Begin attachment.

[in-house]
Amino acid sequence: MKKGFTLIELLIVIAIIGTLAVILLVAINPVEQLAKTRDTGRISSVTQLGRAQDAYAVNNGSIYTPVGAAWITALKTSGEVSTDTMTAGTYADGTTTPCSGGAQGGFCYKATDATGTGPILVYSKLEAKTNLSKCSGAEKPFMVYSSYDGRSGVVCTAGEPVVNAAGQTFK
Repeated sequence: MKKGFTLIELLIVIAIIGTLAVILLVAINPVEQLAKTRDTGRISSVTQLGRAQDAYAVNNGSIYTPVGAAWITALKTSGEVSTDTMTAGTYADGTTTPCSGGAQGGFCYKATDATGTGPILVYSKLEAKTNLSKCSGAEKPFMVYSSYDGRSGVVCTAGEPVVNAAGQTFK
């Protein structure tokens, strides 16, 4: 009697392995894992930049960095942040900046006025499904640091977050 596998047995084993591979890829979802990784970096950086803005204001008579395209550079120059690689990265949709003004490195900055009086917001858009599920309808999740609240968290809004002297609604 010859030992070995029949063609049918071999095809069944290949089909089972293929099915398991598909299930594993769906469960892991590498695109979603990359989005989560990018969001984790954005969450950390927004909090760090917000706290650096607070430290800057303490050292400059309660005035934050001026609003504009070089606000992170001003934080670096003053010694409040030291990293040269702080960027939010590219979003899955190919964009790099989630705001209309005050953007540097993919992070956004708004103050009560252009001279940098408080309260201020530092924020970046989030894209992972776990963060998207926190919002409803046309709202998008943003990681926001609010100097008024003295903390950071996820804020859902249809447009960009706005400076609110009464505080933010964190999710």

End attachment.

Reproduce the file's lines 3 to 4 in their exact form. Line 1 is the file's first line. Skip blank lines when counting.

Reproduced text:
Repeated sequence: MKKGFTLIELLIVIAIIGTLAVILLVAINPVEQLAKTRDTGRISSVTQLGRAQDAYAVNNGSIYTPVGAAWITALKTSGEVSTDTMTAGTYADGTTTPCSGGAQGGFCYKATDATGTGPILVYSKLEAKTNLSKCSGAEKPFMVYSSYDGRSGVVCTAGEPVVNAAGQTFK
């Protein structure tokens, strides 16, 4: 009697392995894992930049960095942040900046006025499904640091977050 596998047995084993591979890829979802990784970096950086803005204001008579395209550079120059690689990265949709003004490195900055009086917001858009599920309808999740609240968290809004002297609604 010859030992070995029949063609049918071999095809069944290949089909089972293929099915398991598909299930594993769906469960892991590498695109979603990359989005989560990018969001984790954005969450950390927004909090760090917000706290650096607070430290800057303490050292400059309660005035934050001026609003504009070089606000992170001003934080670096003053010694409040030291990293040269702080960027939010590219979003899955190919964009790099989630705001209309005050953007540097993919992070956004708004103050009560252009001279940098408080309260201020530092924020970046989030894209992972776990963060998207926190919002409803046309709202998008943003990681926001609010100097008024003295903390950071996820804020859902249809447009960009706005400076609110009464505080933010964190999710």